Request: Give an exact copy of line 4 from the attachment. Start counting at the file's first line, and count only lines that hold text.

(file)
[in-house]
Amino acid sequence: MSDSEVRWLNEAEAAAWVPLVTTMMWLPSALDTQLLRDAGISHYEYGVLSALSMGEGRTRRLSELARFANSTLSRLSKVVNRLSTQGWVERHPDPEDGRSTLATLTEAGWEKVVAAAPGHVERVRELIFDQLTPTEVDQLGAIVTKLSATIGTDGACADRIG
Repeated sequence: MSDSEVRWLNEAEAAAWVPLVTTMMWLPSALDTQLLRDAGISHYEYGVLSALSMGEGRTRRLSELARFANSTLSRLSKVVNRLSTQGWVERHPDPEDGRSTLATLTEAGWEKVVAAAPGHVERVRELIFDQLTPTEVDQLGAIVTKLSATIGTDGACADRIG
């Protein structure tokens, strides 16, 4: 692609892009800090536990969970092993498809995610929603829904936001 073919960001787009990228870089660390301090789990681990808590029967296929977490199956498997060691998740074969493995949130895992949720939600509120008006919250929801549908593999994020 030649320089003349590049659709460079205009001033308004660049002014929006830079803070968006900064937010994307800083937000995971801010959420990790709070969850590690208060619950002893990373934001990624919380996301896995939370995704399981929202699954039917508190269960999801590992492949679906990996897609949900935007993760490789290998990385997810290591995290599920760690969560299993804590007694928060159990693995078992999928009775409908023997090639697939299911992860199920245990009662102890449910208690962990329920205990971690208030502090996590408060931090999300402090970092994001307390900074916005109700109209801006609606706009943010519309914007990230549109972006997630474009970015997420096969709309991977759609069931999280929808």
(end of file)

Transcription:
């Protein structure tokens, strides 16, 4: 692609892009800090536990969970092993498809995610929603829904936001 073919960001787009990228870089660390301090789990681990808590029967296929977490199956498997060691998740074969493995949130895992949720939600509120008006919250929801549908593999994020 030649320089003349590049659709460079205009001033308004660049002014929006830079803070968006900064937010994307800083937000995971801010959420990790709070969850590690208060619950002893990373934001990624919380996301896995939370995704399981929202699954039917508190269960999801590992492949679906990996897609949900935007993760490789290998990385997810290591995290599920760690969560299993804590007694928060159990693995078992999928009775409908023997090639697939299911992860199920245990009662102890449910208690962990329920205990971690208030502090996590408060931090999300402090970092994001307390900074916005109700109209801006609606706009943010519309914007990230549109972006997630474009970015997420096969709309991977759609069931999280929808």